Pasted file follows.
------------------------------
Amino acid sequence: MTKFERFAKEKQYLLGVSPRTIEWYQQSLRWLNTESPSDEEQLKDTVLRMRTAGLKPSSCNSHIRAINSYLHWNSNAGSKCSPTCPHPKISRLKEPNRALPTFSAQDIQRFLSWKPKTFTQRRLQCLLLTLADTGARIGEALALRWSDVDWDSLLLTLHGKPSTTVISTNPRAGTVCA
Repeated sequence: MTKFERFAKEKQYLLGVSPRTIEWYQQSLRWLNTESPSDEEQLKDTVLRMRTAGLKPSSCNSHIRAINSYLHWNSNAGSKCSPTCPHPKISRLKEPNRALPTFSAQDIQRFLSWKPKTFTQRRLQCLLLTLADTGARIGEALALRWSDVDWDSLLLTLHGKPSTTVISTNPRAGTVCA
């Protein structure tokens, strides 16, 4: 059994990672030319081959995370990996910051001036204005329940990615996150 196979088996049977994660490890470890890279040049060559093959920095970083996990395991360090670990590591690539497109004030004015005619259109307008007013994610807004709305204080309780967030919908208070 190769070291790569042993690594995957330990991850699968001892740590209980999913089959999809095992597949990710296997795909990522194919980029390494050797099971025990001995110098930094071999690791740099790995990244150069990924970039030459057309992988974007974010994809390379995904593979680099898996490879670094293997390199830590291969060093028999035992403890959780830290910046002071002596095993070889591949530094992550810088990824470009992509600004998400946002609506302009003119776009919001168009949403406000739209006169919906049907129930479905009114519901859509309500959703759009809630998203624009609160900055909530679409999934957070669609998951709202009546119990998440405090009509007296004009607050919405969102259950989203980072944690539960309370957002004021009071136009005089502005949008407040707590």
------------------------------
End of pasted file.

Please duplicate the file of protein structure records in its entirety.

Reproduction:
Amino acid sequence: MTKFERFAKEKQYLLGVSPRTIEWYQQSLRWLNTESPSDEEQLKDTVLRMRTAGLKPSSCNSHIRAINSYLHWNSNAGSKCSPTCPHPKISRLKEPNRALPTFSAQDIQRFLSWKPKTFTQRRLQCLLLTLADTGARIGEALALRWSDVDWDSLLLTLHGKPSTTVISTNPRAGTVCA
Repeated sequence: MTKFERFAKEKQYLLGVSPRTIEWYQQSLRWLNTESPSDEEQLKDTVLRMRTAGLKPSSCNSHIRAINSYLHWNSNAGSKCSPTCPHPKISRLKEPNRALPTFSAQDIQRFLSWKPKTFTQRRLQCLLLTLADTGARIGEALALRWSDVDWDSLLLTLHGKPSTTVISTNPRAGTVCA
């Protein structure tokens, strides 16, 4: 059994990672030319081959995370990996910051001036204005329940990615996150 196979088996049977994660490890470890890279040049060559093959920095970083996990395991360090670990590591690539497109004030004015005619259109307008007013994610807004709305204080309780967030919908208070 190769070291790569042993690594995957330990991850699968001892740590209980999913089959999809095992597949990710296997795909990522194919980029390494050797099971025990001995110098930094071999690791740099790995990244150069990924970039030459057309992988974007974010994809390379995904593979680099898996490879670094293997390199830590291969060093028999035992403890959780830290910046002071002596095993070889591949530094992550810088990824470009992509600004998400946002609506302009003119776009919001168009949403406000739209006169919906049907129930479905009114519901859509309500959703759009809630998203624009609160900055909530679409999934957070669609998951709202009546119990998440405090009509007296004009607050919405969102259950989203980072944690539960309370957002004021009071136009005089502005949008407040707590």